This is a bit like asking a centipede how it walks. I really have to stop and notice what I’m doing automatically, which can lead to more typos. But the answer is this: I use my pinky and ring fingers on my left hand, and my thumb, ring finger and pinky on my right. And I can still type quickly enough so that my thoughts translate almost immediately to the computer screen. It helps, significantly, to use an Apple “chiclet” keyboard, which has nearly flat keys with an easy touch, and a minimal rise so it’s easy on my wrists.

When my hands fell apart with severe ulcers two years ago (also in the spring), I learned to use Dragon dictation software to write. It was certainly a big help and enabled me to keep writing. But dictation taps a different part of the brain than writing brain-to-hands, and I will keep typing, even with only five fingers, as long as I can, because it is simply faster and more intuitive.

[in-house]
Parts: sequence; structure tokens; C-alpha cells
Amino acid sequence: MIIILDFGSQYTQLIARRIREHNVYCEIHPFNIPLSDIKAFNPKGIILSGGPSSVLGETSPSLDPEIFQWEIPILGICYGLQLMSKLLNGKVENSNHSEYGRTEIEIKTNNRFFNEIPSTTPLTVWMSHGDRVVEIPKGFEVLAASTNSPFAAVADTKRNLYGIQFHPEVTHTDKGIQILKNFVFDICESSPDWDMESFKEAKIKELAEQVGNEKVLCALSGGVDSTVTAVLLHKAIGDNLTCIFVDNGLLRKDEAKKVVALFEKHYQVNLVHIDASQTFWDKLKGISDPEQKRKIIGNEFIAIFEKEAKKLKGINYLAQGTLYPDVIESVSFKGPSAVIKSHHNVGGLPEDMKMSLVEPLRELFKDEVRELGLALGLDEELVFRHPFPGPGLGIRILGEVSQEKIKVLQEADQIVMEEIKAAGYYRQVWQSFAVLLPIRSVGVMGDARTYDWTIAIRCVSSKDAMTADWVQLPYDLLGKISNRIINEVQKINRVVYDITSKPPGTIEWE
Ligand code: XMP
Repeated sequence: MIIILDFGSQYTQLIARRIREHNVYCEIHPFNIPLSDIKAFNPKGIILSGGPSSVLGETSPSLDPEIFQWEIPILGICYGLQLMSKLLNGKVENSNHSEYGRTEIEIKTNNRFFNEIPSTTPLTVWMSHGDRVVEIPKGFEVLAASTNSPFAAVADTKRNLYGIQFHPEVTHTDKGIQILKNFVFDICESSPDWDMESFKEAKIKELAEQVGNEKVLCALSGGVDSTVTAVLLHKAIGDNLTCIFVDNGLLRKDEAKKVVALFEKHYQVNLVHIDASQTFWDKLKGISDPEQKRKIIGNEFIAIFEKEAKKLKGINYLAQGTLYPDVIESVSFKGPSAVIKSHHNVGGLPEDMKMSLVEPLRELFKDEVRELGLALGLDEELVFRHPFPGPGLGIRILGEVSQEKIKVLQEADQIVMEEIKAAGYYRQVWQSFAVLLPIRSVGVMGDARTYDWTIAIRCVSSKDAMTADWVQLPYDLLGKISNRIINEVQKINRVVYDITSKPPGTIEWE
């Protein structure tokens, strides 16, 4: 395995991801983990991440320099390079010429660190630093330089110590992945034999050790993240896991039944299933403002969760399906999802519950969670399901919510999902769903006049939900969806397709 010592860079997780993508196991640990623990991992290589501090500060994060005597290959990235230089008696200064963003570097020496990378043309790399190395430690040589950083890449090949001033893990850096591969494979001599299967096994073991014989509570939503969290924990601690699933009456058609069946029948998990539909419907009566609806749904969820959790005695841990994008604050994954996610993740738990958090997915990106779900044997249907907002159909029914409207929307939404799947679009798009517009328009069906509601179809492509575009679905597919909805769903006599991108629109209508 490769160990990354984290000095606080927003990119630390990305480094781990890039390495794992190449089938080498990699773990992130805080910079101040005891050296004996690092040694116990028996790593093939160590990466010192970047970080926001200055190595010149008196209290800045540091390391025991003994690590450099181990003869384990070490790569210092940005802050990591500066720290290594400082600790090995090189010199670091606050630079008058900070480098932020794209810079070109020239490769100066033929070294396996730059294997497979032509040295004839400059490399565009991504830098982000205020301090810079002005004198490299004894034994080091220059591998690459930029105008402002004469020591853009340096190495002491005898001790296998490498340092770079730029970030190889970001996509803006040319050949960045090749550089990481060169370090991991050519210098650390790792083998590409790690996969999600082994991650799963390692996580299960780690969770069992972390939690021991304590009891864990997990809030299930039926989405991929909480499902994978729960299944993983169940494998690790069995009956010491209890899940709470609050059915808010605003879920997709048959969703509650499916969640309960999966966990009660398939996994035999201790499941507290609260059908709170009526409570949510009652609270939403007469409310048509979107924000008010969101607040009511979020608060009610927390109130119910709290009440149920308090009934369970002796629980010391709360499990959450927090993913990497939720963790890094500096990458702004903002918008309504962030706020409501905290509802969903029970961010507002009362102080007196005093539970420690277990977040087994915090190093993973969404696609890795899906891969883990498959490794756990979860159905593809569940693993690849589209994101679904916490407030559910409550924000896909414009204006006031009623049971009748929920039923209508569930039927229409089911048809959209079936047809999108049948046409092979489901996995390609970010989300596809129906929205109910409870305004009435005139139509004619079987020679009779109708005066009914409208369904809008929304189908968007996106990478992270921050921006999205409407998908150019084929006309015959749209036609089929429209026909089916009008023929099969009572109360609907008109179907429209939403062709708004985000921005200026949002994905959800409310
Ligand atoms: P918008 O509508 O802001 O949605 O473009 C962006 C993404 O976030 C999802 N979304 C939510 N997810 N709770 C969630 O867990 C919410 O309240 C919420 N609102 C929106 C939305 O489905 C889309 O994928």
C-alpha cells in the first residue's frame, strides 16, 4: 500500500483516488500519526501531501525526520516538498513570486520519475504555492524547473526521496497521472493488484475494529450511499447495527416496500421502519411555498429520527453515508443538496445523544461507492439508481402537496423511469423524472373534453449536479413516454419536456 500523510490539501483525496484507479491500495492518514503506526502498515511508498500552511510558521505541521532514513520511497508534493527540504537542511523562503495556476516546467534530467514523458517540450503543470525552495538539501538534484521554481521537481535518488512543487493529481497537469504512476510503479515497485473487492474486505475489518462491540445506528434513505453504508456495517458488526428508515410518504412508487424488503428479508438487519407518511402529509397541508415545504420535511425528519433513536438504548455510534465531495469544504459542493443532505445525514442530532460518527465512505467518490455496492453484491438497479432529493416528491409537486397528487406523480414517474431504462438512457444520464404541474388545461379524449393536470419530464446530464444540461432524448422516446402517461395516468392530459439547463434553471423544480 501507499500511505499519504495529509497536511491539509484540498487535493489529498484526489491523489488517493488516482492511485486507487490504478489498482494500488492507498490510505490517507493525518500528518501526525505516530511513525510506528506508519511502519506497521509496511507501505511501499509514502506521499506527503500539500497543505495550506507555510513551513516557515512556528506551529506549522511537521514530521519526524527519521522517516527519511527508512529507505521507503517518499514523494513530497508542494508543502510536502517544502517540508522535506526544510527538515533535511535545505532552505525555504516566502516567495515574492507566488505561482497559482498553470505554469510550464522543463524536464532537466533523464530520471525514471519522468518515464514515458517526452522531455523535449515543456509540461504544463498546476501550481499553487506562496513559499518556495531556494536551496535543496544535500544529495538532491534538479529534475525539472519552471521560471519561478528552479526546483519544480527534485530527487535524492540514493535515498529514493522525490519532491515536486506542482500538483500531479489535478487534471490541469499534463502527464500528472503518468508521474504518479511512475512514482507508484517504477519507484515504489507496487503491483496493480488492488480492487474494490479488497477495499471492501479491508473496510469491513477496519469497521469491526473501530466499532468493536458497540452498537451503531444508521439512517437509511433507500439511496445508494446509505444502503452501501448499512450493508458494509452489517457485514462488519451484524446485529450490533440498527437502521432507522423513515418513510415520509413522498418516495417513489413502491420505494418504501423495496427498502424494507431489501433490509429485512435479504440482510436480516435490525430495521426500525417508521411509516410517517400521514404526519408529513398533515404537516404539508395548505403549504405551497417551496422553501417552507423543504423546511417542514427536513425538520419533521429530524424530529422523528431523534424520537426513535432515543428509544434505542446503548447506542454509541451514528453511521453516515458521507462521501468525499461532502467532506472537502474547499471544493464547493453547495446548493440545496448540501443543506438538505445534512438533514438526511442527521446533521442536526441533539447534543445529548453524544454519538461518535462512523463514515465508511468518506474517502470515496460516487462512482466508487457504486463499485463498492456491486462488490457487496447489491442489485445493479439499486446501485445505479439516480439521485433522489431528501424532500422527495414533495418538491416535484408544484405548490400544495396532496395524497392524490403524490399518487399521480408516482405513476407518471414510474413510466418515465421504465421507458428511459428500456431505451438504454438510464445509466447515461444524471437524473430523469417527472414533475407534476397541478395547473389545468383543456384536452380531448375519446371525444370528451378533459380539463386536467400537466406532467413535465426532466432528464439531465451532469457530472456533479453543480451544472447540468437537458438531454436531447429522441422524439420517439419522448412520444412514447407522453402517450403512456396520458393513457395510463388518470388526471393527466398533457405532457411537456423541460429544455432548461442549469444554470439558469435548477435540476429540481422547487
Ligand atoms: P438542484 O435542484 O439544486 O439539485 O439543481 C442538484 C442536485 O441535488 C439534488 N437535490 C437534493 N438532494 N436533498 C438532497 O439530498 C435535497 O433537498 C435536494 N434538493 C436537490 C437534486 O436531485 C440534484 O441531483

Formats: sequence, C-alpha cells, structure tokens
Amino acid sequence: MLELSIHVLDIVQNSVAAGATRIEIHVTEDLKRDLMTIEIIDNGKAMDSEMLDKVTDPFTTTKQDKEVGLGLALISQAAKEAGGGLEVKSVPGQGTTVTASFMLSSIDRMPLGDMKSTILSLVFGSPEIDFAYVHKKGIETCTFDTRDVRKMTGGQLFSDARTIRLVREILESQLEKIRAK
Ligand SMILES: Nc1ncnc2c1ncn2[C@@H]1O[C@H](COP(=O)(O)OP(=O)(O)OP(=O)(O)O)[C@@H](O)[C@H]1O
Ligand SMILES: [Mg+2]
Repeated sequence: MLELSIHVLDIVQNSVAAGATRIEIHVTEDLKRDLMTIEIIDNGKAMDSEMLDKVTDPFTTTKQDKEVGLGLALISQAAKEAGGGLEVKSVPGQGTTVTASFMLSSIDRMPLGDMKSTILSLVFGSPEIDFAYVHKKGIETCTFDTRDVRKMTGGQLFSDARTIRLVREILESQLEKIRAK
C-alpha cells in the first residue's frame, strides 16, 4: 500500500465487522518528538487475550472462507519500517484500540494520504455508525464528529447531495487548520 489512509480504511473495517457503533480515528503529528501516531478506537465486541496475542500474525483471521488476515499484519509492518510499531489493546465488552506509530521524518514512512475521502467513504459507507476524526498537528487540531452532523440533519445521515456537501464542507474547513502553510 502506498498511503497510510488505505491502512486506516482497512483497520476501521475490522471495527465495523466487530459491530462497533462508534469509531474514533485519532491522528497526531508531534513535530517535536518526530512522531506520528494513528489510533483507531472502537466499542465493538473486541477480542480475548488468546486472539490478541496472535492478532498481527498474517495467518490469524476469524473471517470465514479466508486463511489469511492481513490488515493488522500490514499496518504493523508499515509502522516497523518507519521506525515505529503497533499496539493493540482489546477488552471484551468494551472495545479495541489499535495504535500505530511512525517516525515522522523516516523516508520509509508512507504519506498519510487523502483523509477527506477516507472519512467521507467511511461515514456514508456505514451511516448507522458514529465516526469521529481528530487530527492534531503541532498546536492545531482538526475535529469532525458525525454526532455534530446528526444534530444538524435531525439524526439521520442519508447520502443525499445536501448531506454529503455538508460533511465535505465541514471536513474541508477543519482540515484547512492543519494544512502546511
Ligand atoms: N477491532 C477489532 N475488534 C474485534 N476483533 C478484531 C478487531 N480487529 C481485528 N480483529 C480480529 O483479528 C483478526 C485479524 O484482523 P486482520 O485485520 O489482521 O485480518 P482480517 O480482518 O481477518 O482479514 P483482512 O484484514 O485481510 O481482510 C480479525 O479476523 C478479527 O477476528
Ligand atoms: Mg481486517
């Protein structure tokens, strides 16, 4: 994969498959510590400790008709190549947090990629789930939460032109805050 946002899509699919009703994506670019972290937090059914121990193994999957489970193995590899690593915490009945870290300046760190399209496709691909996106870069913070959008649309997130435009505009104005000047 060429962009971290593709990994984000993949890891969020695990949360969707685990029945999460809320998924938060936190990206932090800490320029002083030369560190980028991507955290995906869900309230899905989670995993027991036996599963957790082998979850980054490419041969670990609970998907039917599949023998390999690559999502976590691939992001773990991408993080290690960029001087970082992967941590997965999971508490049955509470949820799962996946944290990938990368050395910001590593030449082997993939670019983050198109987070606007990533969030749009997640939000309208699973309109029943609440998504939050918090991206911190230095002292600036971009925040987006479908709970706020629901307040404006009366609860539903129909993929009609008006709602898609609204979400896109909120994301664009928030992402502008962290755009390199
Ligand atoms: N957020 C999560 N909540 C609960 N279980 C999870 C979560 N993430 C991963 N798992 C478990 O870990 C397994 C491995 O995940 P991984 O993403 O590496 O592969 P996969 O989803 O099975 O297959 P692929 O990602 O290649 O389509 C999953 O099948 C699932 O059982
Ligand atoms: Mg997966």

And so, I am dashing off this entry before I leave on my travels. Looking forward to fresh adventures—and to seeing how the flowers have grow when I come home.

Evelyn Herwitz blogs weekly about living fully with chronic disease, the inside of baseballs, turtles and frogs, J.S. Bach, the meaning of life and whatever else she happens to be thinking about at Please view Privacy Policy here.

High Wind Warning

Monday morning. I awake to wind, rushing and subsiding, like an angry tide. A quick check of the weather forecast on my phone reveals high wind warnings all day, with gusts over 50 miles per hour throughout the afternoon. I have to drive into Boston for an evening class. I imagine a tiring commute, fighting the wind, but am determined to go, despite plummeting temperatures.